Hostage Rescue isn’t something you consider when you plan an epic adventure down south with 6 of your best buddies for some Marlin fishing, pints and a lifetime of memories and blockbuster stories that rival even the most thrilling Hollywood adventure.
Listen, sometimes bad things happen…
Without so much as a thought, one of your buddies makes the tactical error of rolling into a location way too hot, in a vehicle that attracts too much attention, wearing a watch that is too big and too bright and rolls out a wad of bills that’s way too big for the activity at hand.
What we have here is a confluence of factors that turn you and your crew from a simple group of guys heading out to have a good time fishing, to worthy targets ripe for a dirty street level snatch and grab by some opportunistic heavy hitters.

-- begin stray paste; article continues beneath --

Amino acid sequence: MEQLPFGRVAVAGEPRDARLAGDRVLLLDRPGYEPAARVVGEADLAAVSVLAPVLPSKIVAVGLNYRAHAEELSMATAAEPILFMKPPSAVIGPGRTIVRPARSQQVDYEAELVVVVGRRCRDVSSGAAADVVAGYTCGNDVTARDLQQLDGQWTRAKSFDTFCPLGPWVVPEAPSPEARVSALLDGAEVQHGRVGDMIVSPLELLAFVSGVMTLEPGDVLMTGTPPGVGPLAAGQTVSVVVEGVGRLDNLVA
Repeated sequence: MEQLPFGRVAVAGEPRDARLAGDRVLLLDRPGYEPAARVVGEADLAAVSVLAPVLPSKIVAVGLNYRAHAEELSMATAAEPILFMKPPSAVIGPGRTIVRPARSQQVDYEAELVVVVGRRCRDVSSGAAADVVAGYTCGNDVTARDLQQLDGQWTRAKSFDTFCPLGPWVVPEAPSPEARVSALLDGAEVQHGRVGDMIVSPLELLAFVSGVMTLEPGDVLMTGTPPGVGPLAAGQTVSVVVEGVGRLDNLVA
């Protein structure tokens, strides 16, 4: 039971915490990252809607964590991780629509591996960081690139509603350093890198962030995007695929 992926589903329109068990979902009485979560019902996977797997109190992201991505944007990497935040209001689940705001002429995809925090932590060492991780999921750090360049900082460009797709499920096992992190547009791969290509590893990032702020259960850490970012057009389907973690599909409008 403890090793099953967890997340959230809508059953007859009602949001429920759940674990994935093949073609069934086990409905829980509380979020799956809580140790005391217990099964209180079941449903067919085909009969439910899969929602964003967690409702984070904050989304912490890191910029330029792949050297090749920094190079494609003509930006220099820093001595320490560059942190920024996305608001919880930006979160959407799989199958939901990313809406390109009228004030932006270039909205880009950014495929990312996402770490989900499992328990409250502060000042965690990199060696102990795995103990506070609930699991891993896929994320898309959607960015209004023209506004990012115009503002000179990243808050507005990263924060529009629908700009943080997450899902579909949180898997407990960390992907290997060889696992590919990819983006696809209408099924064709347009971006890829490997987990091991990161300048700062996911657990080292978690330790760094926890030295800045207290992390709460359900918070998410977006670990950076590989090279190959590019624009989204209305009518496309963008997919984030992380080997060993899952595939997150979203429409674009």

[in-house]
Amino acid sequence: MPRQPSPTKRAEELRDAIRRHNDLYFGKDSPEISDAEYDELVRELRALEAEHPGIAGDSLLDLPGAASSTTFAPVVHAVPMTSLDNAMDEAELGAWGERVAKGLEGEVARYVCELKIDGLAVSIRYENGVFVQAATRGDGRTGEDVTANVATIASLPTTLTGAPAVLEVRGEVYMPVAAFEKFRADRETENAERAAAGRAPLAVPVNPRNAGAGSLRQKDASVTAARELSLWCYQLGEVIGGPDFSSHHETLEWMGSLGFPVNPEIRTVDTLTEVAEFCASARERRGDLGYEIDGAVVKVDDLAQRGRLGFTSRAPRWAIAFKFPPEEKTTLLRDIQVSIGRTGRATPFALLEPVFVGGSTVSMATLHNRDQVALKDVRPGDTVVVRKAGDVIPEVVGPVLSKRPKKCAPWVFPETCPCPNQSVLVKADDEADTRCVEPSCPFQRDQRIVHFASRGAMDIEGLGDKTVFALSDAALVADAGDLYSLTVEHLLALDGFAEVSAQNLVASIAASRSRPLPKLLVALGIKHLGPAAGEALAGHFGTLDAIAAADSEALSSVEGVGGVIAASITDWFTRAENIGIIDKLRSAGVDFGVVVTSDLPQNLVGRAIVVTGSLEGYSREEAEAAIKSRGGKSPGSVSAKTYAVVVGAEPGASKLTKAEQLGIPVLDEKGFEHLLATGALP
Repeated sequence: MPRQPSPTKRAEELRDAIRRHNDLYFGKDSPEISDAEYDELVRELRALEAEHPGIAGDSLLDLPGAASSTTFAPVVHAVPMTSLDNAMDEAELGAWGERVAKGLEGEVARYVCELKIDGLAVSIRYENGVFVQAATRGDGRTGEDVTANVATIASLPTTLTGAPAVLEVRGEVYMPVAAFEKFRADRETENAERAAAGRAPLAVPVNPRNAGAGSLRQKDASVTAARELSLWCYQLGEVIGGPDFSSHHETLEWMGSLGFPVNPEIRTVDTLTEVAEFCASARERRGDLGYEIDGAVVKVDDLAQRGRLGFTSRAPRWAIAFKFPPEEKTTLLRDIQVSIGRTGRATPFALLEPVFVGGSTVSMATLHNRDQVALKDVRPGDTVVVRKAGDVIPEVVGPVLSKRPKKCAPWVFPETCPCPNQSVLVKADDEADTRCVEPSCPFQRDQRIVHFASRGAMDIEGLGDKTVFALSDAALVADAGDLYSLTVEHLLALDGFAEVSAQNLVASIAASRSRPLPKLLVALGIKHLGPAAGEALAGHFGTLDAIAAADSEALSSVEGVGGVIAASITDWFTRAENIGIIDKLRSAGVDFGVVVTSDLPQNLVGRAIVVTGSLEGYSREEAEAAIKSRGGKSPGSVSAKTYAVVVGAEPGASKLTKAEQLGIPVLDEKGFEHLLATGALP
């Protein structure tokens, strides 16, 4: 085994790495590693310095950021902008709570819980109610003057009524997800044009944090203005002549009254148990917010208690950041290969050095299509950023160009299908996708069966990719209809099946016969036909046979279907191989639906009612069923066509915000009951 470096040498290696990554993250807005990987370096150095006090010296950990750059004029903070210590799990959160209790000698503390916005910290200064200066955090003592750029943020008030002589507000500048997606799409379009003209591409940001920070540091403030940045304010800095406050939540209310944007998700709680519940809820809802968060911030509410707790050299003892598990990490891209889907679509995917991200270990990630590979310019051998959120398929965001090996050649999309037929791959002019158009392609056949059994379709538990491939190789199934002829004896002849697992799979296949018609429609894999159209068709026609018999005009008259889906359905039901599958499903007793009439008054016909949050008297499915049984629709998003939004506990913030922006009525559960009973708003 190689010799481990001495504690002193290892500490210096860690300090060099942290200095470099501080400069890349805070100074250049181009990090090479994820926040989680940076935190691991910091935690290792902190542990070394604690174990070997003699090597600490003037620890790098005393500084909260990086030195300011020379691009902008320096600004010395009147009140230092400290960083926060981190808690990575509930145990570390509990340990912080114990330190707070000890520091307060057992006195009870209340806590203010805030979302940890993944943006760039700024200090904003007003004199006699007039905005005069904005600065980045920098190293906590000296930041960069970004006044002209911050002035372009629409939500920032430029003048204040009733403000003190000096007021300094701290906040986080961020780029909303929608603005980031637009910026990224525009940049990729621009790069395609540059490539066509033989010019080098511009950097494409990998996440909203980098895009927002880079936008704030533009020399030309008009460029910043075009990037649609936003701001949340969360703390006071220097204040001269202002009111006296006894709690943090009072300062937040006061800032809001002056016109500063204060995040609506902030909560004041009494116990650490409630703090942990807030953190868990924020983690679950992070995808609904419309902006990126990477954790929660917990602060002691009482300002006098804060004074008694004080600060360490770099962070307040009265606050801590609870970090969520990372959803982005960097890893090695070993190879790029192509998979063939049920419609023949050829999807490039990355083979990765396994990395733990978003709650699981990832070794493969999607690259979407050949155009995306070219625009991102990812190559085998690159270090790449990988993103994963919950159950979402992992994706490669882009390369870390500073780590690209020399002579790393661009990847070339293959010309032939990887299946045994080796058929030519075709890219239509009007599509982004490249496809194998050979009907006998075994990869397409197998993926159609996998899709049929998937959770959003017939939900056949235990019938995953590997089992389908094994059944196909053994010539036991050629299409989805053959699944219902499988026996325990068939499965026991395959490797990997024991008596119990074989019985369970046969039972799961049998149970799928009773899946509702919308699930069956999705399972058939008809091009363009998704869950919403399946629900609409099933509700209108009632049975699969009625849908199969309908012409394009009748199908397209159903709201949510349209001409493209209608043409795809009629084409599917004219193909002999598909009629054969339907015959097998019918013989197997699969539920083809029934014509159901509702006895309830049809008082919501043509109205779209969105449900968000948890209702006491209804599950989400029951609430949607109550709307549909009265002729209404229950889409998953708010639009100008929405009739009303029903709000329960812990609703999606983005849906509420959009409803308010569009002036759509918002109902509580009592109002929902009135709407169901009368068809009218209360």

So before you pack up and head out on the vacation of a lifetime with Bobby Big League and the rest of your buddies, take a minute to dial yourself and your crew in on performing the perfect hostage rescue… and by the way, they aren’t grabbing the guy with the big wad… they are grabbing you, because they want Mr Moneybags to head to the bank and get a bunch more cash to exchange for your fingers… or worse, your head!
Now, you may opt to wait for the authorities, meanwhile, one of you is having sharpened wooden slivers tapped ever so slowly under the fingernails. Bureaucracy moves slowly, and corrupt police agencies move even slower, so this rescue is going to fall to those in your group who were left behind.
No need to panic is there? Your crew has made more entries and killed bad guys during monumental battles on Call Of Duty, so by all accounts your GTG (good to go).